We do know there’s big interest, just based on the number of teams that set up private workouts and the high-level executives who were said to attend. Based on various reports, general managers from the Chicago White Sox, Cincinnati Reds, St. Louis Cardinals and Oakland Athletics all scouted Robert in person in the Dominican Republic in recent weeks.

Baseball America‘s Ben Badler tweeted a video, of Robert’s March 31 open workout:


Jesse Sanchez of MLB.com, who follows the international market as closely as anyone, listed the White Sox, Cardinals, Reds, Houston Astros and San Diego Padres as the teams most likely to sign Robert, with the A’s as a darkhorse.

You can rule out quite a few teams, including both Los Angeles franchises, the Chicago Cubs, the Boston Red Sox and the New York Yankees, because under MLB rules their previous international signings prevent them from making a realistic bid, as Sanchez explained.

The market still figures to be robust. Scouts have been waiting for Robert for years, as far back as the summer of 2015.

“Everyone figured he would be the next big Cuban payday,” said an American League scout who watched Robert play for Cuba in the 18U Baseball World Cup in Osaka, Japan (where he hit .406 with a 1.332 OPS).

“Very athletic, very toolsy and skilled,” the scout remembered. “Stood out easily as the best player in the tournament.”

Robert was already playing in the Serie Nacional, Cuba’s top domestic league, where he debuted for Ciego de Avila during the 2013-14 season, at age 16. Major league scouts aren’t generally allowed at games in Cuba, but Robert also played for his country at international tournaments and in the independent CanAm League, where Cuba fielded a team for a limited schedule of 20 games.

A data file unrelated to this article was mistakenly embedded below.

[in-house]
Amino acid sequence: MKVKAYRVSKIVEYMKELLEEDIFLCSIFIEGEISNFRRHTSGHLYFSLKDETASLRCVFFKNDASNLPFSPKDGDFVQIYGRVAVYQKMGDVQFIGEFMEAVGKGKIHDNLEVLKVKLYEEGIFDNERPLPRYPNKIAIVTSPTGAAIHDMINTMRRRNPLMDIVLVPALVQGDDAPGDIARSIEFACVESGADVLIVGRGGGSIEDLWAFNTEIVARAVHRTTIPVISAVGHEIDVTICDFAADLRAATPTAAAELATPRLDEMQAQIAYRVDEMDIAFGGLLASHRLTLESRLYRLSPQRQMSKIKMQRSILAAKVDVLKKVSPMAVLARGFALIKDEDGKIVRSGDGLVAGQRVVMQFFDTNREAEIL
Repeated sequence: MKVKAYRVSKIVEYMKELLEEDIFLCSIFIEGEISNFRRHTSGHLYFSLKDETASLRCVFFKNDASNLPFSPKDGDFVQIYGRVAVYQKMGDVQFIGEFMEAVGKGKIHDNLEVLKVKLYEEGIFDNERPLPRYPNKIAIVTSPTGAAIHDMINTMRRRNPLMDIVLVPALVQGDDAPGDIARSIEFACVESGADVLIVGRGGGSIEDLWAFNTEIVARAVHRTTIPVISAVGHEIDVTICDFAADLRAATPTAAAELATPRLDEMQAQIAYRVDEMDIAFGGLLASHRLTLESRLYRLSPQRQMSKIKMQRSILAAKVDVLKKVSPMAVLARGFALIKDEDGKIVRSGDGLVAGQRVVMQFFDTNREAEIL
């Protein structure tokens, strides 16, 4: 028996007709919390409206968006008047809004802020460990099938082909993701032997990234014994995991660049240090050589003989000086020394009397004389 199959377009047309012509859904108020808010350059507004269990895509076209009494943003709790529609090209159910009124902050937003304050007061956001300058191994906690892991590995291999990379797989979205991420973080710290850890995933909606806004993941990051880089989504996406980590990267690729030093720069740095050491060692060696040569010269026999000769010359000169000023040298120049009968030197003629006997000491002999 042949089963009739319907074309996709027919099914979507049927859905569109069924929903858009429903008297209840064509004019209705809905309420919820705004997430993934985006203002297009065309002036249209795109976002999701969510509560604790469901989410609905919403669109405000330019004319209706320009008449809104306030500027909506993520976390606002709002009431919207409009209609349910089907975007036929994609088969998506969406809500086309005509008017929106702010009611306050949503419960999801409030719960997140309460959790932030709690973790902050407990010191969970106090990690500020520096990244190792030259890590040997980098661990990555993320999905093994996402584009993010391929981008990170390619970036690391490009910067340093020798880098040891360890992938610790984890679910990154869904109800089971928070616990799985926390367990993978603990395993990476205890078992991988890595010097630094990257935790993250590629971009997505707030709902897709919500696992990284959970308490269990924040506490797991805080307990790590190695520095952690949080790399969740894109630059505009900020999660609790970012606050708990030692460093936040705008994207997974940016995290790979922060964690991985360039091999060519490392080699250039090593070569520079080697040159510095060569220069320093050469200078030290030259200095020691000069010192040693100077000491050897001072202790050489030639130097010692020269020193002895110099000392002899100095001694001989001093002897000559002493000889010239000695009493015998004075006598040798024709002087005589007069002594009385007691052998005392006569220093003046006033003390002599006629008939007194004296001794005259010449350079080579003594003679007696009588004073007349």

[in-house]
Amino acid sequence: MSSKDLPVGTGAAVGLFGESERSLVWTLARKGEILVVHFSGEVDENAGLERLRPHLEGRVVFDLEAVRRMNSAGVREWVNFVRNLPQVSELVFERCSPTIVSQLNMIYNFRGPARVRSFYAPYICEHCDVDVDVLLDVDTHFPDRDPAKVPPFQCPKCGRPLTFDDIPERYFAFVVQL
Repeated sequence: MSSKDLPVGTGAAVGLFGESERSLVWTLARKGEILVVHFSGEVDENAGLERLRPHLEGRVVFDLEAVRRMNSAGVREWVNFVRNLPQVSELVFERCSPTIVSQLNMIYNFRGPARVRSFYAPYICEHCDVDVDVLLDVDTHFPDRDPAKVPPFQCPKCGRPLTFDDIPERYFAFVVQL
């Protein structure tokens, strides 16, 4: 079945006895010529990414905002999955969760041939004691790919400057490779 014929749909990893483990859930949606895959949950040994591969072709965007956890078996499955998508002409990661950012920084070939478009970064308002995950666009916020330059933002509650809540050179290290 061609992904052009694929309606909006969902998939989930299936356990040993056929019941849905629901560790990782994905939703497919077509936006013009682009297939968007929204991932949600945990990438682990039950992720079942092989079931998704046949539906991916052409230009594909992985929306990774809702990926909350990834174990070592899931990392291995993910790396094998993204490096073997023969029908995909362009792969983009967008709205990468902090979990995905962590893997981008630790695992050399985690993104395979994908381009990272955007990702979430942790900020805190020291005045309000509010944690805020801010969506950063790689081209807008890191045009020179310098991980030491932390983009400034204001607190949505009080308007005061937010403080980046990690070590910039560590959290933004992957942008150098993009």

The problem in all of those competitions is that Robert has never seen the top-level pitching he’ll face after he signs. He showed a tendency to chase pitches last summer in Canada, where he struck out 15 times in 71 plate appearances.

He’s almost certain to need time in the minor leagues, perhaps a year or two but maybe as many as three. Even Gurriel, who thinks Robert could join him in the majors right now, agreed “it would be good for him to have some time in the minors.”

“[Yoan] Moncada was further along at a similar age and he’s still in the minor leagues, although he’s knocking on the door,” the NL scout said, referring to the 21-year-old Cuban infielder who signed with the Boston Red Sox in March 2015 and was traded to the Chicago White Sox in the Chris Sale deal over the winter. “[Robert] will have growing pains, similar to Soler or Puig.”

First, though, Robert has to find a team. That shouldn’t take long. He’s done plenty of workouts, and there’s at least an artificial deadline, because he has to sign before the new international signing rules go into effect in July.

He’ll be on his way by then, perhaps to becoming the next big Cuban-developed star. No matter what, he should be worth watching.

In that way, at least, he is the next Yasiel Puig.

 

Danny Knobler covers Major League Baseball as a national columnist for Bleacher Report.

Follow Danny on Twitter and talk baseball.